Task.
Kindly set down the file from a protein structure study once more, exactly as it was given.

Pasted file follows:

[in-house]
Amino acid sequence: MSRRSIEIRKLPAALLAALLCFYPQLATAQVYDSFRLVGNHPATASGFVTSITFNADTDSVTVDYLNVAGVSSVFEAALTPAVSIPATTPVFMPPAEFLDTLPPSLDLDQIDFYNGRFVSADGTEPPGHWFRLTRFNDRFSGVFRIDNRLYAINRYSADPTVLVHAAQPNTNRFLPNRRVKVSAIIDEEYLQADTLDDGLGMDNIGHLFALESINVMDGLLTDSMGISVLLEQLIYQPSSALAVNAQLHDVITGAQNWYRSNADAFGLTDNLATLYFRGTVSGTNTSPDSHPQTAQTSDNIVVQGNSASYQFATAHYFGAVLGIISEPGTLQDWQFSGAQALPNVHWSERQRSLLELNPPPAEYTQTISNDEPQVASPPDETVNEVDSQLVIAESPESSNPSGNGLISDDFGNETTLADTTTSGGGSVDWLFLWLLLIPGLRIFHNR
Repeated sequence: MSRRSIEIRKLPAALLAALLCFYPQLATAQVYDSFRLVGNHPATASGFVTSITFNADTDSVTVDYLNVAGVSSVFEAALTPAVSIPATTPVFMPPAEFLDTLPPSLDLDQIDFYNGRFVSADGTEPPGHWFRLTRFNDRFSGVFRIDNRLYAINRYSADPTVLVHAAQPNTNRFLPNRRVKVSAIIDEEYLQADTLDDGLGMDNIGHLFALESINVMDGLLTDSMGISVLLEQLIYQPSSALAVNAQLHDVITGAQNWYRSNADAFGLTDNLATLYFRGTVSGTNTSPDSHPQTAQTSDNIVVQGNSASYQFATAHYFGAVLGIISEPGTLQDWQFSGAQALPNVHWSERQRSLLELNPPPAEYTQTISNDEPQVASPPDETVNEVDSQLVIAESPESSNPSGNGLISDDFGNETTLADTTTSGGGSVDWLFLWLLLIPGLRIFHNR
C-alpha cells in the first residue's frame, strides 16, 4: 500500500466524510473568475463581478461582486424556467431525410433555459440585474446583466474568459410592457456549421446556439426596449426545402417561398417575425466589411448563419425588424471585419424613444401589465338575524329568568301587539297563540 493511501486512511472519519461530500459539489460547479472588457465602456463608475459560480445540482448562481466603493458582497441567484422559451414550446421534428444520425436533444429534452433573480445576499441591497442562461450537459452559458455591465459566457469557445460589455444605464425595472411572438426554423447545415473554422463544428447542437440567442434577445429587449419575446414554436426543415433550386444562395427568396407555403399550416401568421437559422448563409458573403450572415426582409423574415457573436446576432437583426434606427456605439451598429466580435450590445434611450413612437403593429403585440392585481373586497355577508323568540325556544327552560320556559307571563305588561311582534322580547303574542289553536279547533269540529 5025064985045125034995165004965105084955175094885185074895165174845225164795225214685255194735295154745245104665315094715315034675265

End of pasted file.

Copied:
[in-house]
Amino acid sequence: MSRRSIEIRKLPAALLAALLCFYPQLATAQVYDSFRLVGNHPATASGFVTSITFNADTDSVTVDYLNVAGVSSVFEAALTPAVSIPATTPVFMPPAEFLDTLPPSLDLDQIDFYNGRFVSADGTEPPGHWFRLTRFNDRFSGVFRIDNRLYAINRYSADPTVLVHAAQPNTNRFLPNRRVKVSAIIDEEYLQADTLDDGLGMDNIGHLFALESINVMDGLLTDSMGISVLLEQLIYQPSSALAVNAQLHDVITGAQNWYRSNADAFGLTDNLATLYFRGTVSGTNTSPDSHPQTAQTSDNIVVQGNSASYQFATAHYFGAVLGIISEPGTLQDWQFSGAQALPNVHWSERQRSLLELNPPPAEYTQTISNDEPQVASPPDETVNEVDSQLVIAESPESSNPSGNGLISDDFGNETTLADTTTSGGGSVDWLFLWLLLIPGLRIFHNR
Repeated sequence: MSRRSIEIRKLPAALLAALLCFYPQLATAQVYDSFRLVGNHPATASGFVTSITFNADTDSVTVDYLNVAGVSSVFEAALTPAVSIPATTPVFMPPAEFLDTLPPSLDLDQIDFYNGRFVSADGTEPPGHWFRLTRFNDRFSGVFRIDNRLYAINRYSADPTVLVHAAQPNTNRFLPNRRVKVSAIIDEEYLQADTLDDGLGMDNIGHLFALESINVMDGLLTDSMGISVLLEQLIYQPSSALAVNAQLHDVITGAQNWYRSNADAFGLTDNLATLYFRGTVSGTNTSPDSHPQTAQTSDNIVVQGNSASYQFATAHYFGAVLGIISEPGTLQDWQFSGAQALPNVHWSERQRSLLELNPPPAEYTQTISNDEPQVASPPDETVNEVDSQLVIAESPESSNPSGNGLISDDFGNETTLADTTTSGGGSVDWLFLWLLLIPGLRIFHNR
C-alpha cells in the first residue's frame, strides 16, 4: 500500500466524510473568475463581478461582486424556467431525410433555459440585474446583466474568459410592457456549421446556439426596449426545402417561398417575425466589411448563419425588424471585419424613444401589465338575524329568568301587539297563540 493511501486512511472519519461530500459539489460547479472588457465602456463608475459560480445540482448562481466603493458582497441567484422559451414550446421534428444520425436533444429534452433573480445576499441591497442562461450537459452559458455591465459566457469557445460589455444605464425595472411572438426554423447545415473554422463544428447542437440567442434577445429587449419575446414554436426543415433550386444562395427568396407555403399550416401568421437559422448563409458573403450572415426582409423574415457573436446576432437583426434606427456605439451598429466580435450590445434611450413612437403593429403585440392585481373586497355577508323568540325556544327552560320556559307571563305588561311582534322580547303574542289553536279547533269540529 5025064985045125034995165004965105084955175094885185074895165174845225164795225214685255194735295154745245104665315094715315034675265